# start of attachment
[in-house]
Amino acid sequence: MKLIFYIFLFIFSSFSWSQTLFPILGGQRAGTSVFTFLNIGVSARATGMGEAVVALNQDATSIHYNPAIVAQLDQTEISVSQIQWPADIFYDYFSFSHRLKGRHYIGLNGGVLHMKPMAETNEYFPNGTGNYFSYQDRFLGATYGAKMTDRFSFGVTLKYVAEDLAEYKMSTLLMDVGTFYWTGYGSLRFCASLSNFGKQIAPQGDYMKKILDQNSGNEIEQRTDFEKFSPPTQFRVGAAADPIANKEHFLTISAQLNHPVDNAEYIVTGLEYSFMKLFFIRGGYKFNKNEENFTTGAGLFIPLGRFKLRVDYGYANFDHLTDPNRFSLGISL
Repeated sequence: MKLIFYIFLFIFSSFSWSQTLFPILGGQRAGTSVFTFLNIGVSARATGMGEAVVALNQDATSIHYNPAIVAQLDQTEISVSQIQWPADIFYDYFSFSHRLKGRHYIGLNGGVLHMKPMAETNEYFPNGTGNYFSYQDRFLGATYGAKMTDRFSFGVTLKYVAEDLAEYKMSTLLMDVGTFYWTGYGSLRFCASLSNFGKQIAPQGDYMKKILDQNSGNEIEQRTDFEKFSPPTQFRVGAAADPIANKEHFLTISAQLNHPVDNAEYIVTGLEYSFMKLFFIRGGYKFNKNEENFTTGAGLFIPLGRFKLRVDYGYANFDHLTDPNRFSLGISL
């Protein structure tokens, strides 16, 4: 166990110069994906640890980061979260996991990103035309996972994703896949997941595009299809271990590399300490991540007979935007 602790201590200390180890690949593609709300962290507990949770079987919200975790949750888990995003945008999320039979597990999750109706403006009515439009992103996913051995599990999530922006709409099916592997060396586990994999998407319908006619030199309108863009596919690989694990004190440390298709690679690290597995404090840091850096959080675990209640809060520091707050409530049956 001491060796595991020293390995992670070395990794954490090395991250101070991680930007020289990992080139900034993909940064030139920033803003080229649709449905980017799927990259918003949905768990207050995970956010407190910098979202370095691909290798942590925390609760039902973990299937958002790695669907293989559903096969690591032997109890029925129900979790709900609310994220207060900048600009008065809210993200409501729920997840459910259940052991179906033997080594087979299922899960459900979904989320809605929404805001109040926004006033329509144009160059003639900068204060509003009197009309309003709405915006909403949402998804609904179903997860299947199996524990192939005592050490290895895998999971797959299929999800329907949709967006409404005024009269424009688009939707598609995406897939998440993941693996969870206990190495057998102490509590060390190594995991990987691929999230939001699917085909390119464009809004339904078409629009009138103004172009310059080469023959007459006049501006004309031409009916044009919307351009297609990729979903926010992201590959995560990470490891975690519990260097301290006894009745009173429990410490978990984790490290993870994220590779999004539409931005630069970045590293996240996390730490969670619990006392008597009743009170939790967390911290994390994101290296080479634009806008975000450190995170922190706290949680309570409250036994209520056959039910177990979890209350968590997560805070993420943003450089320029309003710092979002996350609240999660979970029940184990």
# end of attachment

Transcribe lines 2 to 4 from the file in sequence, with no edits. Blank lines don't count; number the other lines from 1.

Amino acid sequence: MKLIFYIFLFIFSSFSWSQTLFPILGGQRAGTSVFTFLNIGVSARATGMGEAVVALNQDATSIHYNPAIVAQLDQTEISVSQIQWPADIFYDYFSFSHRLKGRHYIGLNGGVLHMKPMAETNEYFPNGTGNYFSYQDRFLGATYGAKMTDRFSFGVTLKYVAEDLAEYKMSTLLMDVGTFYWTGYGSLRFCASLSNFGKQIAPQGDYMKKILDQNSGNEIEQRTDFEKFSPPTQFRVGAAADPIANKEHFLTISAQLNHPVDNAEYIVTGLEYSFMKLFFIRGGYKFNKNEENFTTGAGLFIPLGRFKLRVDYGYANFDHLTDPNRFSLGISL
Repeated sequence: MKLIFYIFLFIFSSFSWSQTLFPILGGQRAGTSVFTFLNIGVSARATGMGEAVVALNQDATSIHYNPAIVAQLDQTEISVSQIQWPADIFYDYFSFSHRLKGRHYIGLNGGVLHMKPMAETNEYFPNGTGNYFSYQDRFLGATYGAKMTDRFSFGVTLKYVAEDLAEYKMSTLLMDVGTFYWTGYGSLRFCASLSNFGKQIAPQGDYMKKILDQNSGNEIEQRTDFEKFSPPTQFRVGAAADPIANKEHFLTISAQLNHPVDNAEYIVTGLEYSFMKLFFIRGGYKFNKNEENFTTGAGLFIPLGRFKLRVDYGYANFDHLTDPNRFSLGISL
């Protein structure tokens, strides 16, 4: 166990110069994906640890980061979260996991990103035309996972994703896949997941595009299809271990590399300490991540007979935007 602790201590200390180890690949593609709300962290507990949770079987919200975790949750888990995003945008999320039979597990999750109706403006009515439009992103996913051995599990999530922006709409099916592997060396586990994999998407319908006619030199309108863009596919690989694990004190440390298709690679690290597995404090840091850096959080675990209640809060520091707050409530049956 001491060796595991020293390995992670070395990794954490090395991250101070991680930007020289990992080139900034993909940064030139920033803003080229649709449905980017799927990259918003949905768990207050995970956010407190910098979202370095691909290798942590925390609760039902973990299937958002790695669907293989559903096969690591032997109890029925129900979790709900609310994220207060900048600009008065809210993200409501729920997840459910259940052991179906033997080594087979299922899960459900979904989320809605929404805001109040926004006033329509144009160059003639900068204060509003009197009309309003709405915006909403949402998804609904179903997860299947199996524990192939005592050490290895895998999971797959299929999800329907949709967006409404005024009269424009688009939707598609995406897939998440993941693996969870206990190495057998102490509590060390190594995991990987691929999230939001699917085909390119464009809004339904078409629009009138103004172009310059080469023959007459006049501006004309031409009916044009919307351009297609990729979903926010992201590959995560990470490891975690519990260097301290006894009745009173429990410490978990984790490290993870994220590779999004539409931005630069970045590293996240996390730490969670619990006392008597009743009170939790967390911290994390994101290296080479634009806008975000450190995170922190706290949680309570409250036994209520056959039910177990979890209350968590997560805070993420943003450089320029309003710092979002996350609240999660979970029940184990």